Visualizing conversation

converse Ave Ledru-RollinImagine you are creating an everyday conversation of a fairly happy couple lunching at an outdoor cafe. The idea is to make it sound ordinary but still drop in some clues about the problems looming just beyond the horizon. However, you tire of using the ubiquitous  “said” after every sentence of dialog.

“How was your day?” she intones.

“The new president has made some unusual requests,”  he articulates.

“They cannot be as strange as what Mr. Rossi asked for today,” she utters.

“How would  you know?” he rejoins.

This couple already has deep problems beyond bizarre requests from the new president and or Mr. Rossi.  They find each other tedious. The unemotional verbs used to replace “said” trend to drip with boredom. So, let’s try to add a little more feeling to the conversation and use words that are stronger.

“How was your day?” she queries.

“The new president has made some unusual requests!”  he exclaims.

“They cannot be as strange as what Mr. Rossi asked for today,” she counters.

“How would  you know?” he retorts.

Now the couple seems aggressive and combatant. However, that wasn’t really the idea. They are supposed to be a devoted couple, facing the challenges that the world throws at them as a united front. What could you do to add a little more empathy.

“How was your day?” she cajoles.

“The new president has made some unusual requests.”  he murmurs.

“They cannot be as strange as what Mr. Rossi asked for today,” she croons.

“How would  you know?” he implores.

So the the romantic way of speaking doesn’t exactly fit either. There are many times when those everyday words–said, asked, replied–are the best choice.  If it is necessary to capture an undertone of meaning that is not evident in the actual dialog, you can throw in a few adverbs–sympathetically, or adverbial phrases–with concern. You may have heard “Don’t use adverbs with dialog” one time too many. The trick is not to cut them out completely but use them sparingly to get across the mood of the speaker.

Another way of adding emotional impact to conversation is to describe the action of the speaker along with the words. What does sympathy look like in a face? The forehead wrinkles, the eyebrows slope down on the outside, the eyes peer ahead and then look down for a few seconds, and the mouth is shut with pursed lips. Describing a face takes a lot longer than to write “He said with concern.”

You should choose one aspect of a sympathetic face to insert as a cue to emotions in your dialog. “His brow wrinkled,” or “her eyes shifted to the floor and then gazed back at him.” You might still  have to tack on “with concern” to both of these instances because many readers do not catch on to descriptions of subtle emotions.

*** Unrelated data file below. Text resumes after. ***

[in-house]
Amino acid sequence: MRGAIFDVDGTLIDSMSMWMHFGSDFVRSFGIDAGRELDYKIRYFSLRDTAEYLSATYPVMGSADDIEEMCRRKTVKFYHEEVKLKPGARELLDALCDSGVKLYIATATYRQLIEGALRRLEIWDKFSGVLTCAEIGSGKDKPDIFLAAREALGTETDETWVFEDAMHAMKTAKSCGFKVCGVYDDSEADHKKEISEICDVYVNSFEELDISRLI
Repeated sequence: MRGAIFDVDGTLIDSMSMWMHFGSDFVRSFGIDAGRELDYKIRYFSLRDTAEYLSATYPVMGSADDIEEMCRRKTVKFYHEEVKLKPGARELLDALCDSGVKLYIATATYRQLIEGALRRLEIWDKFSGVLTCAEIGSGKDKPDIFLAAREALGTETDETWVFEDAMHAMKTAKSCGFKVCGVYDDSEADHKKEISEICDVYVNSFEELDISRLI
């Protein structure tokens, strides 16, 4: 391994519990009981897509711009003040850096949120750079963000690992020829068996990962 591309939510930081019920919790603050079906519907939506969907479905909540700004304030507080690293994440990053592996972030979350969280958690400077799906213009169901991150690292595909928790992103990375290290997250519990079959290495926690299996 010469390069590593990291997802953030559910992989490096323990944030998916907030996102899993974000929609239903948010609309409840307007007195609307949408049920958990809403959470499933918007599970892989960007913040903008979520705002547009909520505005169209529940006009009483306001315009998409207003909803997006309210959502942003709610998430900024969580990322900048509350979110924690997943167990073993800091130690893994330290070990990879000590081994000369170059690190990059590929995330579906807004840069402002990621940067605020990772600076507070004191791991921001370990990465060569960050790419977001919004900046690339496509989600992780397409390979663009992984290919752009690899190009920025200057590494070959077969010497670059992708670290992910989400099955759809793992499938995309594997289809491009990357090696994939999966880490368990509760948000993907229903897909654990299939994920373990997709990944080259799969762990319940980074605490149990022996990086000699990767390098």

The following are descriptions of the seven universal emotions (according to psychologists Paul Ekman  and Wallace V. Friesen ):

  • Surprise – eyes open wide, eyebrows raised, mouth open slightly
  • Anger – eyes pulled down, lips tightened
  • Fear – eyebrows raised, mouth stretched open
  • Sadness – eyebrows and corner of lips both slanting downward
  • Disgust – eyes squinting, nose wrinkled, top lip pulled up
  • Contempt – the lips are raised only on one side, also known as the sneer
  • Happiness – portrayed by eyes crinkled at the corners, and mouth turned up.  If a person smiles using only the lips it appears fake, in essence, the evil smile.

Many readers won’t necessarily be aware of the facial composition of the sinister smile when they read about it. However, they can quickly pinpoint a “fake smile” when they see one. Sometimes you just have to label things what they are rather than going into detail so the reader can visualize faces in conversations. Describing a face takes a lot longer than to write “he said with concern.” Therefore, you have to use this technique just as sparingly as adding adverbs to dialog. Sometimes the best technique is simply to have your characters say what they mean.

This entry was posted in Teaching writing skills, Writer's resource and tagged , , , . Bookmark the permalink.

Leave a Reply

Fill in your details below or click an icon to log in: Logo

You are commenting using your account. Log Out /  Change )

Google photo

You are commenting using your Google account. Log Out /  Change )

Twitter picture

You are commenting using your Twitter account. Log Out /  Change )

Facebook photo

You are commenting using your Facebook account. Log Out /  Change )

Connecting to %s